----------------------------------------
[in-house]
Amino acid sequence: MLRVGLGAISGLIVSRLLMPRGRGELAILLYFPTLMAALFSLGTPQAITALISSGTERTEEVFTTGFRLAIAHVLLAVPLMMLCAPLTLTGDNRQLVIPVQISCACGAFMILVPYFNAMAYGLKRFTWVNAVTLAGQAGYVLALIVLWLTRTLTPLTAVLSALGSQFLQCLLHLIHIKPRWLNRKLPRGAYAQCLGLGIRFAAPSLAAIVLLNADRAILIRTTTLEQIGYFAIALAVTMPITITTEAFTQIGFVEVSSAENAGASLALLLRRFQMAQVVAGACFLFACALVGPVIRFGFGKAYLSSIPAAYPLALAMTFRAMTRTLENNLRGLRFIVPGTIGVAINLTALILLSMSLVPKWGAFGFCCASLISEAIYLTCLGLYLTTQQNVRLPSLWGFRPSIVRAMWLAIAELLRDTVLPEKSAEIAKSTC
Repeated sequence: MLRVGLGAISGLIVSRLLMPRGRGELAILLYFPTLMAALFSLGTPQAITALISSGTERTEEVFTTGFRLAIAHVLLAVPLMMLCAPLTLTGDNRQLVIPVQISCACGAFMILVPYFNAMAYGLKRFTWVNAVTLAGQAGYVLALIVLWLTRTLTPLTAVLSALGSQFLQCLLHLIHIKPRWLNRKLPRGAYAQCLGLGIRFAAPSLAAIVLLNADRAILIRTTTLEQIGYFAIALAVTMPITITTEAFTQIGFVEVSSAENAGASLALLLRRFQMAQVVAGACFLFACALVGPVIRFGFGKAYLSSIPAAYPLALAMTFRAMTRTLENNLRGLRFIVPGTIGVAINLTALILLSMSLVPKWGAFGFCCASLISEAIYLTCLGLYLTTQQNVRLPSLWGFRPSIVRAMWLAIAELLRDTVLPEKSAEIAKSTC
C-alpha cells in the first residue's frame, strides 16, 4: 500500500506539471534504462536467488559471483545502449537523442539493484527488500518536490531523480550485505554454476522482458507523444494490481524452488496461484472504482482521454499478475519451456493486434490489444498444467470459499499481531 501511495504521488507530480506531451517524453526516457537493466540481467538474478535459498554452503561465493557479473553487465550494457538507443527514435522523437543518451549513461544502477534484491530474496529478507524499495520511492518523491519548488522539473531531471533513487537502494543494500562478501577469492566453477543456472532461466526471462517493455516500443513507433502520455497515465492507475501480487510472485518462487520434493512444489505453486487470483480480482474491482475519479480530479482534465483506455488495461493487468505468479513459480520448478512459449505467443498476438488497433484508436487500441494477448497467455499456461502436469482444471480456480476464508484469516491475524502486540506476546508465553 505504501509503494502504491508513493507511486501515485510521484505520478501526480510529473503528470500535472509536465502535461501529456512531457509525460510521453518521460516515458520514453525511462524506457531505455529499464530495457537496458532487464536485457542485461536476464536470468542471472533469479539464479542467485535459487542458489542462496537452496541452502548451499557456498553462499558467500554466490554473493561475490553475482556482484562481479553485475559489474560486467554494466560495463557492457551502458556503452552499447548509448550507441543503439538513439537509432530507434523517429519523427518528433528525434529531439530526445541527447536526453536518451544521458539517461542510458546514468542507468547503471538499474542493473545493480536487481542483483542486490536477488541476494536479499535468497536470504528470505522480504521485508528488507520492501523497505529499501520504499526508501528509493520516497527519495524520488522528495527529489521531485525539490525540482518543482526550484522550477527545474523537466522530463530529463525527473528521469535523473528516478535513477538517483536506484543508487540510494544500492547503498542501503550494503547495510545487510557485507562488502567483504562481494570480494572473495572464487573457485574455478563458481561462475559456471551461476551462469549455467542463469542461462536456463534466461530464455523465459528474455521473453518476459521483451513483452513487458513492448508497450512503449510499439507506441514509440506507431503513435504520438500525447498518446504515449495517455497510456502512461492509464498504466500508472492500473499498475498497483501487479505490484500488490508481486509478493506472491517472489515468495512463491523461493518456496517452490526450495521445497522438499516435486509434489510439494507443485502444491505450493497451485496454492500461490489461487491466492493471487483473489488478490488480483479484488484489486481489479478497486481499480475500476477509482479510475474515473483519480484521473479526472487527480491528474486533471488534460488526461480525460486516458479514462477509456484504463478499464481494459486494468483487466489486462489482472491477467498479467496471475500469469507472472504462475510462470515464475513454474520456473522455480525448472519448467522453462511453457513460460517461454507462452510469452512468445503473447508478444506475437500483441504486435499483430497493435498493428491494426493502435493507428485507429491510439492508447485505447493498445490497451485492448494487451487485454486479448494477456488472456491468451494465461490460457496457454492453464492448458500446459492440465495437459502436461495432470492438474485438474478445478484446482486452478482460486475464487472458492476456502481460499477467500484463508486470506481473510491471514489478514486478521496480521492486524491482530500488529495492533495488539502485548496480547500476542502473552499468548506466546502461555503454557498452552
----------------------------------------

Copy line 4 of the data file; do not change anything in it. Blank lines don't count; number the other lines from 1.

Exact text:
C-alpha cells in the first residue's frame, strides 16, 4: 500500500506539471534504462536467488559471483545502449537523442539493484527488500518536490531523480550485505554454476522482458507523444494490481524452488496461484472504482482521454499478475519451456493486434490489444498444467470459499499481531 501511495504521488507530480506531451517524453526516457537493466540481467538474478535459498554452503561465493557479473553487465550494457538507443527514435522523437543518451549513461544502477534484491530474496529478507524499495520511492518523491519548488522539473531531471533513487537502494543494500562478501577469492566453477543456472532461466526471462517493455516500443513507433502520455497515465492507475501480487510472485518462487520434493512444489505453486487470483480480482474491482475519479480530479482534465483506455488495461493487468505468479513459480520448478512459449505467443498476438488497433484508436487500441494477448497467455499456461502436469482444471480456480476464508484469516491475524502486540506476546508465553 505504501509503494502504491508513493507511486501515485510521484505520478501526480510529473503528470500535472509536465502535461501529456512531457509525460510521453518521460516515458520514453525511462524506457531505455529499464530495457537496458532487464536485457542485461536476464536470468542471472533469479539464479542467485535459487542458489542462496537452496541452502548451499557456498553462499558467500554466490554473493561475490553475482556482484562481479553485475559489474560486467554494466560495463557492457551502458556503452552499447548509448550507441543503439538513439537509432530507434523517429519523427518528433528525434529531439530526445541527447536526453536518451544521458539517461542510458546514468542507468547503471538499474542493473545493480536487481542483483542486490536477488541476494536479499535468497536470504528470505522480504521485508528488507520492501523497505529499501520504499526508501528509493520516497527519495524520488522528495527529489521531485525539490525540482518543482526550484522550477527545474523537466522530463530529463525527473528521469535523473528516478535513477538517483536506484543508487540510494544500492547503498542501503550494503547495510545487510557485507562488502567483504562481494570480494572473495572464487573457485574455478563458481561462475559456471551461476551462469549455467542463469542461462536456463534466461530464455523465459528474455521473453518476459521483451513483452513487458513492448508497450512503449510499439507506441514509440506507431503513435504520438500525447498518446504515449495517455497510456502512461492509464498504466500508472492500473499498475498497483501487479505490484500488490508481486509478493506472491517472489515468495512463491523461493518456496517452490526450495521445497522438499516435486509434489510439494507443485502444491505450493497451485496454492500461490489461487491466492493471487483473489488478490488480483479484488484489486481489479478497486481499480475500476477509482479510475474515473483519480484521473479526472487527480491528474486533471488534460488526461480525460486516458479514462477509456484504463478499464481494459486494468483487466489486462489482472491477467498479467496471475500469469507472472504462475510462470515464475513454474520456473522455480525448472519448467522453462511453457513460460517461454507462452510469452512468445503473447508478444506475437500483441504486435499483430497493435498493428491494426493502435493507428485507429491510439492508447485505447493498445490497451485492448494487451487485454486479448494477456488472456491468451494465461490460457496457454492453464492448458500446459492440465495437459502436461495432470492438474485438474478445478484446482486452478482460486475464487472458492476456502481460499477467500484463508486470506481473510491471514489478514486478521496480521492486524491482530500488529495492533495488539502485548496480547500476542502473552499468548506466546502461555503454557498452552